Oscillations, phase-of-firing coding and STDP: an efficient learning scheme (Masquelier et al. 2009)

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Accession:123928
The model demonstrates how a common oscillatory drive for a group of neurons formats and reliabilizes their spike times - through an activation-to-phase conversion - so that repeating activation patterns can be easily detected and learned by a downstream neuron equipped with STDP, and then recognized in just one oscillation cycle.
Reference:
1 . Masquelier T, Hugues E, Deco G, Thorpe SJ (2009) Oscillations, Phase-of-Firing Coding and Spike Timing-Dependent Plasticity: an Efficient Learning Scheme. J. Neurosci. 29(43):13484-13493 [PubMed]
Model Information (Click on a link to find other models with that property)
Model Type: Realistic Network;
Brain Region(s)/Organism:
Cell Type(s): Abstract integrate-and-fire leaky neuron;
Channel(s):
Gap Junctions:
Receptor(s):
Gene(s):
Transmitter(s):
Simulation Environment: Brian; Python;
Model Concept(s): Pattern Recognition; Activity Patterns; Coincidence Detection; Temporal Pattern Generation; Oscillations; Synchronization; Spatio-temporal Activity Patterns; Synaptic Plasticity; Long-term Synaptic Plasticity; Unsupervised Learning; STDP;
Implementer(s): Masquelier, Tim [timothee.masquelier at alum.mit.edu];
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masquelierEtAl2009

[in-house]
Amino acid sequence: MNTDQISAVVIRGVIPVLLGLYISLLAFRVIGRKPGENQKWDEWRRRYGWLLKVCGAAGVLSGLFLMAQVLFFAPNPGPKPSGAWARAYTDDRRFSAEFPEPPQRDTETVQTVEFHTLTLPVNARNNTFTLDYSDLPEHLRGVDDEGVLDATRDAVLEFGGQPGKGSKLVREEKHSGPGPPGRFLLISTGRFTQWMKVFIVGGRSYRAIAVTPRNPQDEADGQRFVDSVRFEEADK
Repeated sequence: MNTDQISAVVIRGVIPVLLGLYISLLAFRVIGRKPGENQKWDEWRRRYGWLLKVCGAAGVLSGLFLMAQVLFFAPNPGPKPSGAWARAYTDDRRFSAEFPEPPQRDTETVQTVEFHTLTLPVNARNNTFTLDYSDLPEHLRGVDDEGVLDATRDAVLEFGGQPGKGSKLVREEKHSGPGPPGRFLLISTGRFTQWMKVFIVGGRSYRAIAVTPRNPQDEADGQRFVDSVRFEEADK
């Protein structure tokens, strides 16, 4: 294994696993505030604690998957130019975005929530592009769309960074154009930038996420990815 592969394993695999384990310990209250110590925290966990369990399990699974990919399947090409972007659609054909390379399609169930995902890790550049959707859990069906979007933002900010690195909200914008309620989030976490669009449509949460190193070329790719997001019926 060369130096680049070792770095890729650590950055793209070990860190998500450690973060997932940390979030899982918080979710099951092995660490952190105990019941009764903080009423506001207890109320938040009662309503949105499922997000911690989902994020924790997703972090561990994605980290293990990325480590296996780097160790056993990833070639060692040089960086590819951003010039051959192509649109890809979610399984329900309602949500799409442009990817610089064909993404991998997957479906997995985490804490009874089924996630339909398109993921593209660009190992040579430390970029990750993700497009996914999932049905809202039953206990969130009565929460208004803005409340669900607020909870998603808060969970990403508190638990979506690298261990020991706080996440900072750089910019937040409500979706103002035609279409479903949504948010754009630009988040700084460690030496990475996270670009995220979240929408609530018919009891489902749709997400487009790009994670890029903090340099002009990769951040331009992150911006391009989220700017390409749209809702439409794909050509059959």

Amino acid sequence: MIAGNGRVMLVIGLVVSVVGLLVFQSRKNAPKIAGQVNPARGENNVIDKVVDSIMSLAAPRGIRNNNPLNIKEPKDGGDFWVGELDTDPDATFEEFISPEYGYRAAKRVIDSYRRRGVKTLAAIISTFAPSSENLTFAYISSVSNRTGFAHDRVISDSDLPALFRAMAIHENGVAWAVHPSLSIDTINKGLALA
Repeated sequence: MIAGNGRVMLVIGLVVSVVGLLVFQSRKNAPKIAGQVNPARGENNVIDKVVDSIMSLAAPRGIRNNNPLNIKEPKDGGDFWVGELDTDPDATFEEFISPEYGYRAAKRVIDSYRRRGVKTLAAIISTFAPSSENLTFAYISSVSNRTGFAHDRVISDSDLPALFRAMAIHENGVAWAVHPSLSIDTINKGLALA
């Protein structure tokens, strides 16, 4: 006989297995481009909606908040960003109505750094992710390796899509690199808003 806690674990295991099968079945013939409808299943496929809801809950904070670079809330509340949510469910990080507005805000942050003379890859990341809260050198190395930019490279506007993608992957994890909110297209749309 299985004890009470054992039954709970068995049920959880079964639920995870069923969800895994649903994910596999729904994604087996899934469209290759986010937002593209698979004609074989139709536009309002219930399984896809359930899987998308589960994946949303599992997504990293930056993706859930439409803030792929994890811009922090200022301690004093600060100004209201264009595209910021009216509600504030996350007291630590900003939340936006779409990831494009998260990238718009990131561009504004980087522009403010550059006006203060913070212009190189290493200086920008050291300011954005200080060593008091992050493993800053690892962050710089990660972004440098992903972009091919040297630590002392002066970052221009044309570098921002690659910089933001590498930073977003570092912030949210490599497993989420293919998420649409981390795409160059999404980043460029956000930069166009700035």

data
src
README.txt
                            
This readme and the code were contributed by Timothee Masquelier
timothee.masquelier@alum.mit.edu
Sept 10th 2009

This code was used in:

Masquelier T, Hugues E, Deco G, Thorpe SJ (2009) Oscillations,
Phase-of-Firing Coding, and Spike Timing-Dependent Plasticity: An
Efficient Learning Scheme. J Neurosci 29(43):13484-13493
http://dx.doi.org/10.1523/JNEUROSCI.2207-09.2009

Feel free to use/modify but please cite us.

We use the Brian simulator described in: Goodman D, Brette R (2008)
Brian: a simulator for spiking neural networks in python. Front
Neuroinformatics 2:5.  and available from:
http://www.briansimulator.org/

This code has been tested with:
   - Brian 1.1.2
   - Python 2.5 and 2.6
   - Windows XP and Linux

Note that we did not use the STDP class provided in Brian. For
flexibility issues we preferred to code STDP manually (using embedded
C code for faster computations)

The base implementation corresponds to the 'all-to-all' additive STDP
of: Song S, Miller K, Abbott L (2000) Competitive hebbian learning
through spike-timing-dependent synaptic plasticity. Nat Neurosci

A 'nearest-spike' implementation is also provided.

Use mu > 0 to interpolate with multiplicative STDP as in: Gutig R,
Aharonov R, Rotter S, Sompolinsky H (2003) Learning input correlations
through nonlinear temporally asymmetric hebbian plasticity. J Neurosci

Rate-based homeostatic terms w_in and w_out can also be added as in:
Kempter R, Gerstner W, van Hemmen JL (1999) Hebbian learning and
spiking neurons. Phys Rev E

Main file (should be called like that "python -i main.py")